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As if substance addiction is not a big enough problem.  Enter; an underlying mental illness.  These are the dually diagnosed drug and alcohol addicts.  Kathleen Sciacca founder of MIDAA, Mental Illness, Drug Addiction and Alcoholism tackles the issue head on from a perspective of treatment.  Here is what she says:   “People who have multiple disorders of severe mental illness, drug addiction and alcoholism “dual diagnosis” have the same severity of addictive disorders as do people who have addictive disorders alone.  They also experience exacerbation of both their mental illness and their addictive disorder due to interaction effects. Their families experience the disruptions evoked by addictive disorders alone.  This is in addition to the stress of coping with a serious mental illness.”  Sounds like the ingredients for hell on earth.   View the Dual Diagnosis Website here for further information on the impact of addiction and mental illness.  Also view the PDF files of the World Health Report:  Investing in Mental Health and Kathleen’s Sciacca’s PDF file of her Fact Sheet on Dual Diagnosis. Links by Mary Slivinski.

A cool morning conversation with a case worker outside of C.O.P.E’s  downtown  treatment facility in Tucson this morning led to some interesting questions.  We’re talking about the world of addiction and recovery.   The National Institute of Drug Abuse (NIDA)  and the Robert Wood Johnson Foundation RWJF, took part in an HBO film series about addiction that can shed some insight.  There are 8 million narcotic, cocaine and methamphetamine addicts on the streets of America at any given time and as a totality of all drug and alcohol addiction that figure soars to 23 million people struggling as we speak.  That’s  an alarming world of dysfunction and suffering.  Of these individuals, fewer than 10% are receiving effective treatment.  These figures come from NIDA and RWJF.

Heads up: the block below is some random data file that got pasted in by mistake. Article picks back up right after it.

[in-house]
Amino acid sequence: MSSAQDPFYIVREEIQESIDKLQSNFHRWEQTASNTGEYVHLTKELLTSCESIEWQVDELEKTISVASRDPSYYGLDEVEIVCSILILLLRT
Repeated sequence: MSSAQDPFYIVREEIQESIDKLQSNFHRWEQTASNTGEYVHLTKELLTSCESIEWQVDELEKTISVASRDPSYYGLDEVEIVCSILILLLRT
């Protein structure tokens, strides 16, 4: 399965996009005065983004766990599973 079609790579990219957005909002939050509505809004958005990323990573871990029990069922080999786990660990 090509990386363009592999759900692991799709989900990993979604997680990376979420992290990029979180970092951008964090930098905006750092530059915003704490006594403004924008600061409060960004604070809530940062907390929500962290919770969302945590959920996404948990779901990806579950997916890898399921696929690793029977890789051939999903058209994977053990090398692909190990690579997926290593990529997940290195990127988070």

C.O.P.E. has earned exceptional credit in helping those who arrive at their door step.  To ask about the majority that don’t make it is another story.  The easy answer lies solely with the addict.  When they are  ready; they show up.  What about those 20 or so million addicts and alcoholics not receiving treatment and the impact that has on families and communities.   That’s the intimidating reality that poses the hard question.  Realizing the patches on our  recovery boats are not holding is a scary thought.  The seas of addiction  are rough.  America needs a new fleet of sea worthy recovery vessels.  What that will take is a 21st century question pointing to new paradigms that we haven’t invented yet.  The impact is real.  The needs are real.  America is worth every ounce of effort.

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